Long-time 4-H agent to be honored at retirement reception
Published 9:00 am Saturday, December 5, 2015
To honor her 35 years of commitment to Carter County youth development, the University of Tennessee Agricultural Extension will host a retirement reception for 4-H agent Camille Jesse on December 10 from 3-6 p.m at the UT Extension office at 824 E. Elk Ave. It is open to the public, and light refreshments will be provided.
“This has been a wonderful experience because we have the opportunity to teach young people life skills like communication, ethical decision making, leadership, citizenship and responsibility, and those are the kinds of things that 4-H can offer that a lot of other people don’t have time or resources to offer,” Jesse said. “One of the best parts is getting to see them grow up and become productive and involved citizens.”
Her work has influenced the lives and futures of thousands of Carter County youth over the years. Upon retirement, she has between 1,200 and 1,400 students currently involved, thanks to her outreach to county 4th through 12th graders. She said the program, established in 1902, was very active when she came on board.
“Carter County has historically had an excellent 4-H program because of interest from families, youth, teachers, agents and support from the county,” she said.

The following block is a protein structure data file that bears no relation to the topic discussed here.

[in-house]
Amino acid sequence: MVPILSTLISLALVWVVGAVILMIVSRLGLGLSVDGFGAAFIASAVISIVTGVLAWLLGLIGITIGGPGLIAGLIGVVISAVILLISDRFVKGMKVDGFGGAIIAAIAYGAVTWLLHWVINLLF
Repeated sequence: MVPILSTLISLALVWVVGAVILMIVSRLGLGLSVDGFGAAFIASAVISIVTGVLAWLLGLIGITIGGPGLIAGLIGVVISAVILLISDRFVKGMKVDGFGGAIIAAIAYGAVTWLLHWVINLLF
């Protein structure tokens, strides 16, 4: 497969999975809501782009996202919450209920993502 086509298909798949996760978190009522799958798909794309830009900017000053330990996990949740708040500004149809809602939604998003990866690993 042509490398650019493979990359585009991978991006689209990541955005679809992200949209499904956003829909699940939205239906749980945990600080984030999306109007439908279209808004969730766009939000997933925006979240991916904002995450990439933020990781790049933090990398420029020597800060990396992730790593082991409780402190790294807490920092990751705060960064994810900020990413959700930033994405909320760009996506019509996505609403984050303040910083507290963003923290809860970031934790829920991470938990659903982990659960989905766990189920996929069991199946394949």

Her dedication has undoubtedly advanced its reach and success.
Among her honors, Jesse has received the Tennessee Association of Extension 4-H Workers Distinguished Service Award, the Meritorious Service Award from Epsilon Sigma Phi, the Conservation Educator Award for the Carter County Conservation District and numerous communication awards, as well as serving as president for the Tennessee Association of Extension Workers.
Though she said she does a little bit of everything, some of her favorite activities are 4-H judging teams.
“We’ve been super successful having teams in various subject areas that go to state frequently and even have some national winners,” Jesse said.
Numerous students have earned scholarships.
The scope of opportunities for 4-H’ers is broad and includes experiences in the fields of plant and animal science, health, business, citizenship, creative arts and environment. Jesse has invested extraordinary effort and time into developing character and skills by preparing students for livestock judging competitions and contests in demonstration, public speaking, poster design and many others. They participate in the Appalachian Fair, host fundraisers, practice baking and send greeting cards to community members.
At their monthly county school club meetings, they practice parliamentary procedure. Additionally, they attend youth camps and host monthly contests and fundraisers like for the Shepherd’s Inn and 4-H Night with the Twins.
She said there are many aspects of 4-H, but the bottom line in every activity is teaching people to become responsible, productive citizens and learning life skills.
���The kids get real life experiences that they may not otherwise have,” Jesse said.